Tag Archives: Metro 2033

2014 Reading Challenge and 5 Book Reviews!

29 May

My reading challenge for 2014 is to read 25 books, and I’m using GoodReads to keep track of my progress. I chose to for 25 as I haven’t been sure of how this year would be like for me, how much energy and time I’d have, so I thought it best not to set the bar too high. Right now I’m on 14 read books, and have 4 unread ones waiting for me, so I’m well on my way, 4 books ahead of schedule 😉

I thought I’d give a quick review on a few of the books I’ve read so far this year, there are definitely many I’d recommend, and some that were quite disappointing.  I do usually write a full review on the books I read on Goodreads, so if you want to read them a bit more detailed, just head over there, as I will keep it quite short in this post.

Metro 2033 – Dmitry Glukhovsky

Metro 2033 quickly became one of my favourite reads, I found the story really interesting and exciting. It takes place in a post-apocalyptic world, where the few survivors in Moscow has taken refuge in the city underground, forming small societies in the different stations, all based on different ideologies. Some are at war, some at peace, some are overrun with mutants and horrible creatures. Life in the Metro is never particularly safe. I’ll be the first to admit that Glukhovsky’s writing style at times can become a bit repetitive, but I feel that it fits the tone of the story, and the plot itself is so strong that I’m willing to overlook this fact. A recommended read for anyone who likes dystopia, post-apocalyptic, exciting and thrilling novels!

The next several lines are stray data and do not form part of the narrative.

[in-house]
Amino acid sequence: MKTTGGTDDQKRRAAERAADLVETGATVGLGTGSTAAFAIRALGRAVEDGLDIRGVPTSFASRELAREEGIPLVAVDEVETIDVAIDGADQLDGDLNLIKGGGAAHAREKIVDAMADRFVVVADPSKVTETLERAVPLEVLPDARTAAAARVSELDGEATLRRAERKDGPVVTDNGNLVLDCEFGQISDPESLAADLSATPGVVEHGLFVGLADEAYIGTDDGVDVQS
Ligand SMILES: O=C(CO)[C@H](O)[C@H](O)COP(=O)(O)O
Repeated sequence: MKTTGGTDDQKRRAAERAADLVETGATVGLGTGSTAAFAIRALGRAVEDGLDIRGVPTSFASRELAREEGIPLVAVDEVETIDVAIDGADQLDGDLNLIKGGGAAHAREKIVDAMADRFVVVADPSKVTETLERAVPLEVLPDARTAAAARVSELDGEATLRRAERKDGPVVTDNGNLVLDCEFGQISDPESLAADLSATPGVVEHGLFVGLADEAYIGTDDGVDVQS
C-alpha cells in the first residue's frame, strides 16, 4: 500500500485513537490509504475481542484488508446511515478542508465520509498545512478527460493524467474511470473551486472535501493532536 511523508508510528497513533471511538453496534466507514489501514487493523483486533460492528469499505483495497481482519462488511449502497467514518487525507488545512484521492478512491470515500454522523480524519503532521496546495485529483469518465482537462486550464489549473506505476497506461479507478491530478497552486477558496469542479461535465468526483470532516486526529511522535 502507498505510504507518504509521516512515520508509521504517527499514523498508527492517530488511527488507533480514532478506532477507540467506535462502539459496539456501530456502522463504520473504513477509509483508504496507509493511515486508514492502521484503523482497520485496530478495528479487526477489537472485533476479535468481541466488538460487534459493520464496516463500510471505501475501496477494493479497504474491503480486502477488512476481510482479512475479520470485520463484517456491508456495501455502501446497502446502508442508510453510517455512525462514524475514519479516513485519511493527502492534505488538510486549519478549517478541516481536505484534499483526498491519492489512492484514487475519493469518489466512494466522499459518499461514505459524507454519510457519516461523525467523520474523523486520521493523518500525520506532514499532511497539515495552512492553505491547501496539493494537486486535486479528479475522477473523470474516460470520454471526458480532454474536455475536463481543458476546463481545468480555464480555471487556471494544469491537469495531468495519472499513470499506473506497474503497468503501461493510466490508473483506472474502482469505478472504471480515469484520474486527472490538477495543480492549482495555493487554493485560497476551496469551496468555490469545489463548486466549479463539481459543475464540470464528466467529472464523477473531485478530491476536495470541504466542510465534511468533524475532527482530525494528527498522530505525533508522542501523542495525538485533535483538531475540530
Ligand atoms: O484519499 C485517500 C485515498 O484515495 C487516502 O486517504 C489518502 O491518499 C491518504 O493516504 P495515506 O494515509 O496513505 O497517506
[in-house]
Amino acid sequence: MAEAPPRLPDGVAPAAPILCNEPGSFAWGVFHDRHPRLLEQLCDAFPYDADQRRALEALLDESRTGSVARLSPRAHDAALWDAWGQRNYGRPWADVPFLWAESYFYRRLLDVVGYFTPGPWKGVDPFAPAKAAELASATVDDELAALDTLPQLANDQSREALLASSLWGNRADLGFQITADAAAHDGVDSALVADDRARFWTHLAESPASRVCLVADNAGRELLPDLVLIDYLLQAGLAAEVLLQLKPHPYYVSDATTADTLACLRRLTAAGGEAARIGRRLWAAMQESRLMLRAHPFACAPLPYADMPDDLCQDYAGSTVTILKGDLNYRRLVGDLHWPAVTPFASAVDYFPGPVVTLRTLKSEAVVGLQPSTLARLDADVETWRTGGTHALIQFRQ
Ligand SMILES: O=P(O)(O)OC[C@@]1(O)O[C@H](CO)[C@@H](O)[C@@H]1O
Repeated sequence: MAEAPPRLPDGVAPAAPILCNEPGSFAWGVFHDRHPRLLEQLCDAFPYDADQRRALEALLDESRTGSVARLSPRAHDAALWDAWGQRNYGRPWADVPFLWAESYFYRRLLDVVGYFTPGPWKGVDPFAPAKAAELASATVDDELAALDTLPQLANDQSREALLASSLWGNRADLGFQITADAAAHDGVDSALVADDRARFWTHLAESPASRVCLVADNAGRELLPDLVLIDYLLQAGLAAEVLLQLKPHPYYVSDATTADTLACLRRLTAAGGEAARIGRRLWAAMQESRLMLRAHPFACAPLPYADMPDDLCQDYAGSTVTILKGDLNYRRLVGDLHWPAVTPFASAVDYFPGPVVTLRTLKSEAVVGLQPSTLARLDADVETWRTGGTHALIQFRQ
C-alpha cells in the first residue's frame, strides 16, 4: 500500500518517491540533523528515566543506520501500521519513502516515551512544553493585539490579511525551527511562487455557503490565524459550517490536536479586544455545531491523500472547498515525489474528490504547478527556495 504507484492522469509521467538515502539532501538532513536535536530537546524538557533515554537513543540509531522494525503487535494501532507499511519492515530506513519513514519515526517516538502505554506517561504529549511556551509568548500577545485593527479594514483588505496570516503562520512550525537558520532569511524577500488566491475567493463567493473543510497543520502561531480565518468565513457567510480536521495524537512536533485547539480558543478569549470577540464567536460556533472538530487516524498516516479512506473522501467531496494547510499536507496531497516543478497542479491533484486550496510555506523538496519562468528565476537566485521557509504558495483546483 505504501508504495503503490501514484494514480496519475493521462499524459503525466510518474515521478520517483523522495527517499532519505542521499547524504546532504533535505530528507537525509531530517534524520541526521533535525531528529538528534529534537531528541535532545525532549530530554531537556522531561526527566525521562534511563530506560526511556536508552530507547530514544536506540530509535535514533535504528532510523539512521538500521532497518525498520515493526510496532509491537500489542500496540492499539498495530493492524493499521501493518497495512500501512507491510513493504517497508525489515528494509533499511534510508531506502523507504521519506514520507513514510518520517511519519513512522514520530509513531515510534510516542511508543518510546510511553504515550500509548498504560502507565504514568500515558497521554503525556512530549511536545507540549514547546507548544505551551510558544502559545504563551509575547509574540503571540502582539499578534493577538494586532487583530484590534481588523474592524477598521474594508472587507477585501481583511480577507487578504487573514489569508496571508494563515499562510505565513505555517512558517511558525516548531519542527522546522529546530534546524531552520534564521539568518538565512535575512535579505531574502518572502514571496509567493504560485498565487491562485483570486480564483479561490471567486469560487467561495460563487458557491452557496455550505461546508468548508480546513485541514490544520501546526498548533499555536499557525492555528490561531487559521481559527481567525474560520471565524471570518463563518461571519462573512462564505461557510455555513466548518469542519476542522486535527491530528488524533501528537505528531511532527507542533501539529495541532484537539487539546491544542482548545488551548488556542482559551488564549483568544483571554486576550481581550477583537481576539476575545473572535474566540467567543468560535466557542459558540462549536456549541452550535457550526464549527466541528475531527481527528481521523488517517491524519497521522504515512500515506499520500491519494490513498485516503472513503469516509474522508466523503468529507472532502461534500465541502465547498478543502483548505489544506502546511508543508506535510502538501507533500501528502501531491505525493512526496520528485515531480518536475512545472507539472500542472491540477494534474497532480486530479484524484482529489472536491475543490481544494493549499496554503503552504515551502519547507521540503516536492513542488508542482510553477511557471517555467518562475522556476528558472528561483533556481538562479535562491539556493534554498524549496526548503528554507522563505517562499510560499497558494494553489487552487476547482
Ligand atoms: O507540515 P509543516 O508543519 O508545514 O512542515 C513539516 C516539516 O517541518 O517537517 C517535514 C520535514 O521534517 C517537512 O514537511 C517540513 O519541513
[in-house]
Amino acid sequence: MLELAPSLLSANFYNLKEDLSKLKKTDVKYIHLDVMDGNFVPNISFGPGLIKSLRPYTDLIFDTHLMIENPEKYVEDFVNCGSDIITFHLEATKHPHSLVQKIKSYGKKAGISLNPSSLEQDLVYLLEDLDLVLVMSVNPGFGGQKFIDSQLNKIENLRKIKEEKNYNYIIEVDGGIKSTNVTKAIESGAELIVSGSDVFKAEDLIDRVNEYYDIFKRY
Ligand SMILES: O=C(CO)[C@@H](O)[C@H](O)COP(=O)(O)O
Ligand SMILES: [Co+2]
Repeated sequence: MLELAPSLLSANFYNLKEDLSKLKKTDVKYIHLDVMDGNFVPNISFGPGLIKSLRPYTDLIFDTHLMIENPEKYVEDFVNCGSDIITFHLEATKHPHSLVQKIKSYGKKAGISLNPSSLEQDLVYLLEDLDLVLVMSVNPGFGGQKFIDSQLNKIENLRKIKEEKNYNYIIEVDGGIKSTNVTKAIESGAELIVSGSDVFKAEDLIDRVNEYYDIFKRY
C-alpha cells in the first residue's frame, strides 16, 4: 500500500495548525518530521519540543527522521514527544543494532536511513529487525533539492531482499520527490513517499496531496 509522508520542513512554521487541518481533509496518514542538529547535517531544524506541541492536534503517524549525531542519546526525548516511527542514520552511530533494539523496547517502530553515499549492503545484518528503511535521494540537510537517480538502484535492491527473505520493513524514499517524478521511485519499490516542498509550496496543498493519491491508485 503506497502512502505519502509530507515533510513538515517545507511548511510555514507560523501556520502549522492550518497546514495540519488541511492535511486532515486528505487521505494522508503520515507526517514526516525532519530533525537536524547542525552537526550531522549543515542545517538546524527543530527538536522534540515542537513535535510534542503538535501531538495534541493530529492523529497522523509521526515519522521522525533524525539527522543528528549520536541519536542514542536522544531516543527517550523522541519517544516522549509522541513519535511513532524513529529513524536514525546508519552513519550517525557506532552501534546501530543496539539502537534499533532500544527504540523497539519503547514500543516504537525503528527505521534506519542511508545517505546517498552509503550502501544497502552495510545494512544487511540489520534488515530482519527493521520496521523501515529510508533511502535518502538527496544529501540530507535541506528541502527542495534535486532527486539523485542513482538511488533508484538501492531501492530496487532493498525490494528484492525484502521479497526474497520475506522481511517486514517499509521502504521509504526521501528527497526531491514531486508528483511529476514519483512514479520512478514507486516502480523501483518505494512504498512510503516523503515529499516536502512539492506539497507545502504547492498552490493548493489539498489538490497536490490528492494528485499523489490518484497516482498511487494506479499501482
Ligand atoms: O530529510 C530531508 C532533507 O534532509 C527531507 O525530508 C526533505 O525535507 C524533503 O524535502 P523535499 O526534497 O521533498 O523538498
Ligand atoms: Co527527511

The Night Circus – Erin Morgenstern

I’m sorry to say that this book was such a disappointment to me! I’ve heard many people praise The Night Circus, so my expectations were high, but sadly they were just not met. A story about a mystical night circus being the arena of a fierce and dangerous competitions between two young magicians sounds incredibly promising and exciting, so I was actually quite sad to discover that there wasn’t really anything exciting about this novel at all. My main problem was with the characters, they were all so underdeveloped and none of them really memorable. If I were to describe any of their personalities I’d actually come up short for every single one. I was quite annoyed by how it seemed like the author spent too much time making everything seem very pretty, and not enough time moving the plot forward or developing the characters and their relationships. Everything in this book is described to  detail, and yes, that part is well done and I can imagine being there and seeing all the wonderful things, smelling, tasting and sensing, but it’s so frustrating that that’s pretty much the whole book. In conclusion The Night Circus is not a book I’d recommend, but I know I’m in a minority there, so I’d suggest if anyone’s curious about it you should look it up and read more reviews before you decide.

Me Before You – Jojo Moyes